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Why Waiting Is Harder Than Ever

Why Waiting is Harder Than Ever
CC photo courtesy of Oveth Martinez via Flickr

Type “sex and the single Christian” into your preferred bookseller’s search engine, and you’ll find a plethora of titles encouraging everything from chastity to restraint, from celibacy to True Love Waits and the latest Rebecca St. James album. Well-meaning pastors wade in to the topic, encouraging the unmarried to exercise just a little more self-control. But what’s missing from most of these resources is the much-needed reality check that tells us keeping sex for marriage is harder than ever.

Social scientist Mark Regnerus says:

It’s actually become more socially difficult—not necessarily more personally challenging—but more socially difficult to withhold sex before marriage. Why is that? … The price of sex has dropped to an all-time low.

Mark points out in other articles and interviews that because the price of sex is so low, it becomes harder to date and remain a virgin, even in the church. There are fewer social constraints on sex for various reasons: the pill, abortion and HD porn on demand. Back in the day, men had to sheepishly buy a magazine, and women, wanting to avoid public shame, could put up a pretty good reason for not being sexually active. Today, those bets are off.

I’m not advocating that singles should give in and just worry about practicing safe sex, but I am saying that in your fight against sexual temptation, you need to have a battle plan, and a vital part of that plan is knowing the battlefield.

What does the sexual landscape look like today? 

  • Men hold the cards. We need to wake up and remember this age-old reality—men want sex more than women. Sexual revolution and the pill “liberated” women, which means men don’t have to put the brakes on to avoid unwanted pregnancy. Women once had a cartel on sex—driving men to marriage and commitment—but those days are long gone.
  • Men are few and far between. Women outnumber men on most college campuses, in graduation ceremonies, and in churches. In a world where sex is cheap and men are few, women have to put out a lot to keep a man around. Regnerus explains it this way:

Given this unfavorable ratio [of men to women], and the plain fact that men are, on average, ready for sex earlier in relationships than women are, many young Christian women are being left with a dilemma: either commence a sexual relationship with a decent, marriage-minded man before she would prefer to—almost certainly before marriage—or risk the real possibility that, in holding out for a godly, chaste, uncommon man, she will wait a lot longer than she would like.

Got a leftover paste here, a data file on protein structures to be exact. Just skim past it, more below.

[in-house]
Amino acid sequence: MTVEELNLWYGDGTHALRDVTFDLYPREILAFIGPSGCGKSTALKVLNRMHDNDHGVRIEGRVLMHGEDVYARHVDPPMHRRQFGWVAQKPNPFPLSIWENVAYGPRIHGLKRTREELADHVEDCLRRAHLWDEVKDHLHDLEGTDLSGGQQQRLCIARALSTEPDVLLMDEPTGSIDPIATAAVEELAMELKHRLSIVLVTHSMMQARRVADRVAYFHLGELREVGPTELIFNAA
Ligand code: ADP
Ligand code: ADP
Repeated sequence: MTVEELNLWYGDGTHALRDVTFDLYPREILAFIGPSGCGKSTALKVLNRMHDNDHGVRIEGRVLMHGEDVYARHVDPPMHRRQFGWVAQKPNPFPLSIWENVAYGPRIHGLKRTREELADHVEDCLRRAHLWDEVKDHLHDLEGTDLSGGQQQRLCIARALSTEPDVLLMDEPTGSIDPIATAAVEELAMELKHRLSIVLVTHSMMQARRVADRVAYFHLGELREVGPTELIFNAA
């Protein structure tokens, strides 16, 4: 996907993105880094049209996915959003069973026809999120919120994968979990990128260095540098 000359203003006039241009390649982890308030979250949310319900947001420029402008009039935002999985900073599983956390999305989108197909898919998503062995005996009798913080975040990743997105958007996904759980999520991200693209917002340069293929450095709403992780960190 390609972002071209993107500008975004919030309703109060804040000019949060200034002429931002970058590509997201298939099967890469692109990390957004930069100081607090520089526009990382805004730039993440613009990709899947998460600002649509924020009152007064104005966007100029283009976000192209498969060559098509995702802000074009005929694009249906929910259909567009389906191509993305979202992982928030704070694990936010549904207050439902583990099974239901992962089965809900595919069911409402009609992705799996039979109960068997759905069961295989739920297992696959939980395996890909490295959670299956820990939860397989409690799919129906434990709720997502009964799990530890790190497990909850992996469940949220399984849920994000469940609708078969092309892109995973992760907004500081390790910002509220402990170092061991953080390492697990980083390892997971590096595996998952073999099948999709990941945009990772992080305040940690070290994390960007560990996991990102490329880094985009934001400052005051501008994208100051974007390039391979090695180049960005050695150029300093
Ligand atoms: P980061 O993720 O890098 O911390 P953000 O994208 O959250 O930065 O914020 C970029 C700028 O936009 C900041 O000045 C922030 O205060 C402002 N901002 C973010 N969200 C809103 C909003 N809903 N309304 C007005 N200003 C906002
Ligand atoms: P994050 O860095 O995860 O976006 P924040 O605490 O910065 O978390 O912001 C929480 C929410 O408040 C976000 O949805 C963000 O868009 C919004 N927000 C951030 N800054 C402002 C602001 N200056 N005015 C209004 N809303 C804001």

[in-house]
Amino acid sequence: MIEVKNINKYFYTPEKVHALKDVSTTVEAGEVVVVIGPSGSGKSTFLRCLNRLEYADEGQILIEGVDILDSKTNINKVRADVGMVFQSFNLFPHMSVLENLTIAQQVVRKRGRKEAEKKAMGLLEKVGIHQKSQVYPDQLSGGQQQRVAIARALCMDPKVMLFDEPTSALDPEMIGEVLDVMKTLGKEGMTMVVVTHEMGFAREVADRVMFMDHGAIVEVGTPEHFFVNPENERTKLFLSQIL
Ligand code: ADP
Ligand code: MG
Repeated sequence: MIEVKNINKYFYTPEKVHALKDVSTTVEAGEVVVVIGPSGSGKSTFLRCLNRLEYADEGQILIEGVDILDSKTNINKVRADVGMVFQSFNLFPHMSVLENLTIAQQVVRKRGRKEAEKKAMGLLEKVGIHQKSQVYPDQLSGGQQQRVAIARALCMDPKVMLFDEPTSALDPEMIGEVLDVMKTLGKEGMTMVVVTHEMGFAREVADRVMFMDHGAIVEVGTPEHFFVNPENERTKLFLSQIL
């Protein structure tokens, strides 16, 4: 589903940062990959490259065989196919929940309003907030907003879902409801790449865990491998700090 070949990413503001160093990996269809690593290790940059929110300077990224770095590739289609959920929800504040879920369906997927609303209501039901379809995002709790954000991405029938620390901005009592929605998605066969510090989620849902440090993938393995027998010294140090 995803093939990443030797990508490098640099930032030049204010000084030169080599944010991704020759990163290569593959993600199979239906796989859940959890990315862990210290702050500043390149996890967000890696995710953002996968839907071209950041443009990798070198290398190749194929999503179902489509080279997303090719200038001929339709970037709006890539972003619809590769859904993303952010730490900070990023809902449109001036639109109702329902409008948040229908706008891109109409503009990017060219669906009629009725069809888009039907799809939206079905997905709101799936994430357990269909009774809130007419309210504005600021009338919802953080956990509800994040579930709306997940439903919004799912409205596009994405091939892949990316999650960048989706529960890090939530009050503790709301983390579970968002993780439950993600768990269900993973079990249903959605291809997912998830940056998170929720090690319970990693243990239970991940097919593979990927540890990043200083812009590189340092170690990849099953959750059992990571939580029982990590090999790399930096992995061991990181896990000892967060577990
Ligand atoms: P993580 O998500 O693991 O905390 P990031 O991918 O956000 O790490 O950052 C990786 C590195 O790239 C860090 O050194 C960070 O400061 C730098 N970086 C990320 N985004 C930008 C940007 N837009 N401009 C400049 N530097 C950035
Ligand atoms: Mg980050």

So, what does this mean for your personal battle against sexual sin?

It means we need to:

Be realistic. This is an uphill battle that requires you to be in the Word and on your A-game. The Bible describes Satan as wanting to devour you (1 Peter 5:8), and he’s definitely on the prowl when it comes to sexual temptation. Although we know the war is won and Christ has given us everything we need through the Holy Spirit to face temptation (1 Corinthians 10:13), we have to be brutally honest and unafraid of the reality of the current battle.

Check our hearts. Are you buying into our culture’s sexual economy? You can hardly Google something, watch a YouTube video, or browse the latest headlines without seeing something sexually explicit. Whether it’s a random Pandora advertisement or a commercial you’re screaming through on your DVR, it’s almost inescapable. If you’re not on alert, you can easily absorb the lie that waiting is impossible, unhealthy, not to mention freakish.

Redeem sex. Singles often hear the message that if they can just keep it together until they get married, all bets are off, and your sex life will just rock. The biblical view doesn’t see sex as a reward for good behavior like many in the True Love Waits movement, or as a healthy impulse that shouldn’t be denied. Instead, sex is a marital vocation meant to knit families together. It’s time for a paradigm-altering perspective on our hearts, our bodies and human sexuality.

Stay in community. If you’re single or married, sexual temptation is insidious and pervasive. We can’t fight this battle alone. Find someone who will ask you the hard questions and be honest with you. Be transparent about your shortcomings and temptations with a group you can trust. There is power in confessing our sin to each other (James 5:16).

Keeping sex for marriage may be harder than ever, but we know with confidence that we have more than enough in Christ Jesus, our Lord.

His divine power has granted to us all things that pertain to life and godliness, through the knowledge of Him who called us to His own glory and excellence, by which He has granted to us Gis precious and very great promises, so that through them you may become partakers of the divine nature, having escaped from the corruption that is in the world because of sinful desire (2 Peter 1:3-4, ESV).

About Anna Hayes

Anna is a 30-year-old who recently left the East Coast for a life as a grad student in a small city somewhere in the middle. She spent several years in East Asia teaching English and loves words, language and being a small part of applying the Gospel to current cultural trends: gender-role confusion, marriage/family breakdown, sexual sin and delayed marriage/unintended singleness.
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